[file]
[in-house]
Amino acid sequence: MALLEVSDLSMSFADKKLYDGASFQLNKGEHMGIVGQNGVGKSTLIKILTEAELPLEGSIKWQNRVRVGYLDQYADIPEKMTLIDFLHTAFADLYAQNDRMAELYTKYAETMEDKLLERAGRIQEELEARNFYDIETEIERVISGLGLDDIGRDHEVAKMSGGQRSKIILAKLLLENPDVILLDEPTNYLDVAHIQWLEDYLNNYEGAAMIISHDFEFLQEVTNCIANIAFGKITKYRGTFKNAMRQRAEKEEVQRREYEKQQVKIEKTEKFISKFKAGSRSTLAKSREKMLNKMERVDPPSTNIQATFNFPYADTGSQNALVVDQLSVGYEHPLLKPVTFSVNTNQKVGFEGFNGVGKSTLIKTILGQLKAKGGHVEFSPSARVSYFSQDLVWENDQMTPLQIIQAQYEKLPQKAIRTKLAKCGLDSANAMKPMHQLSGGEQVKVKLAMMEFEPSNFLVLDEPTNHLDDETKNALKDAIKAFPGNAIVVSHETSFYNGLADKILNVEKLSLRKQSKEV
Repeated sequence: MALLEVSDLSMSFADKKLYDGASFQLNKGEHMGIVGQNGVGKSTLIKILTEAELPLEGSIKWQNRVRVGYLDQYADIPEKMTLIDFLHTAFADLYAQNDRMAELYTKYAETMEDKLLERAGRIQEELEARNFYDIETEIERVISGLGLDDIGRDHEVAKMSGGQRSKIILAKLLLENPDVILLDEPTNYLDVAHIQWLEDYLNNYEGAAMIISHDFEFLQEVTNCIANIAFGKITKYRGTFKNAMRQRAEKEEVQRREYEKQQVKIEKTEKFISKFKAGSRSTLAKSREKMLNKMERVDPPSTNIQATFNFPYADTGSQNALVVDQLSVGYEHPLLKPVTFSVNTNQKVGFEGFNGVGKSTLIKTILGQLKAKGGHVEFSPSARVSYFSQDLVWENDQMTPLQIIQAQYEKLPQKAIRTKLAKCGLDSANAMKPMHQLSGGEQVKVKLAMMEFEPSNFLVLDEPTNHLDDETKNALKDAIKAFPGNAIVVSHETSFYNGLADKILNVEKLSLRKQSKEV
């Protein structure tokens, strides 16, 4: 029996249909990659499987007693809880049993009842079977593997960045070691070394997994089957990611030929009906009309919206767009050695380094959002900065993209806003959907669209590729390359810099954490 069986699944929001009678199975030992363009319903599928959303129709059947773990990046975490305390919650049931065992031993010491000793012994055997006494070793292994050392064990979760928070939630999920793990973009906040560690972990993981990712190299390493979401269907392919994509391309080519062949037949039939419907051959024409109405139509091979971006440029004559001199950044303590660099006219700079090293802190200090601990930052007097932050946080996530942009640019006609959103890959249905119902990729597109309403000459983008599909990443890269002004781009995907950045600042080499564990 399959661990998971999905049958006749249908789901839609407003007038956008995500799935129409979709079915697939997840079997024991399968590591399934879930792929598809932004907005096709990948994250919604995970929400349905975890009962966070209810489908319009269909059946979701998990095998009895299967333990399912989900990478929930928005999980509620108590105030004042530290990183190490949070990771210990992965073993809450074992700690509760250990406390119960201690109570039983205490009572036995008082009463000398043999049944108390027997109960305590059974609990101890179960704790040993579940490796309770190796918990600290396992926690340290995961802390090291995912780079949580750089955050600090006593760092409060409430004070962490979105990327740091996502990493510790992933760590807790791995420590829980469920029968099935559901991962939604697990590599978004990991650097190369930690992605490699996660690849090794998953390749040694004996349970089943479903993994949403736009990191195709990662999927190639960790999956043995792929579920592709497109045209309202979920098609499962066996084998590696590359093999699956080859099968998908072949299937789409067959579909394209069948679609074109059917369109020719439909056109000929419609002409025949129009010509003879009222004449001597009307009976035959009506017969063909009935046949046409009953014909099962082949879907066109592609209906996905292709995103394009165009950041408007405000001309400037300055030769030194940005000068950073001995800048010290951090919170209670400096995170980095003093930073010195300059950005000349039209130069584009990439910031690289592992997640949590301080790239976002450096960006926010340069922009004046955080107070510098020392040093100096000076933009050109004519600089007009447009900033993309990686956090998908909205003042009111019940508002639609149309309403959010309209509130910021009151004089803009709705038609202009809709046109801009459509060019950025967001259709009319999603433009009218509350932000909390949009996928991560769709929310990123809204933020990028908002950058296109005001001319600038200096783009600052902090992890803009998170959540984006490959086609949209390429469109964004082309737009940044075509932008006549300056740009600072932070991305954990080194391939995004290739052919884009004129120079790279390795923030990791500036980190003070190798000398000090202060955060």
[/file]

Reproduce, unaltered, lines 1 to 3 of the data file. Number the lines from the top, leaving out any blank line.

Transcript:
[in-house]
Amino acid sequence: MALLEVSDLSMSFADKKLYDGASFQLNKGEHMGIVGQNGVGKSTLIKILTEAELPLEGSIKWQNRVRVGYLDQYADIPEKMTLIDFLHTAFADLYAQNDRMAELYTKYAETMEDKLLERAGRIQEELEARNFYDIETEIERVISGLGLDDIGRDHEVAKMSGGQRSKIILAKLLLENPDVILLDEPTNYLDVAHIQWLEDYLNNYEGAAMIISHDFEFLQEVTNCIANIAFGKITKYRGTFKNAMRQRAEKEEVQRREYEKQQVKIEKTEKFISKFKAGSRSTLAKSREKMLNKMERVDPPSTNIQATFNFPYADTGSQNALVVDQLSVGYEHPLLKPVTFSVNTNQKVGFEGFNGVGKSTLIKTILGQLKAKGGHVEFSPSARVSYFSQDLVWENDQMTPLQIIQAQYEKLPQKAIRTKLAKCGLDSANAMKPMHQLSGGEQVKVKLAMMEFEPSNFLVLDEPTNHLDDETKNALKDAIKAFPGNAIVVSHETSFYNGLADKILNVEKLSLRKQSKEV
Repeated sequence: MALLEVSDLSMSFADKKLYDGASFQLNKGEHMGIVGQNGVGKSTLIKILTEAELPLEGSIKWQNRVRVGYLDQYADIPEKMTLIDFLHTAFADLYAQNDRMAELYTKYAETMEDKLLERAGRIQEELEARNFYDIETEIERVISGLGLDDIGRDHEVAKMSGGQRSKIILAKLLLENPDVILLDEPTNYLDVAHIQWLEDYLNNYEGAAMIISHDFEFLQEVTNCIANIAFGKITKYRGTFKNAMRQRAEKEEVQRREYEKQQVKIEKTEKFISKFKAGSRSTLAKSREKMLNKMERVDPPSTNIQATFNFPYADTGSQNALVVDQLSVGYEHPLLKPVTFSVNTNQKVGFEGFNGVGKSTLIKTILGQLKAKGGHVEFSPSARVSYFSQDLVWENDQMTPLQIIQAQYEKLPQKAIRTKLAKCGLDSANAMKPMHQLSGGEQVKVKLAMMEFEPSNFLVLDEPTNHLDDETKNALKDAIKAFPGNAIVVSHETSFYNGLADKILNVEKLSLRKQSKEV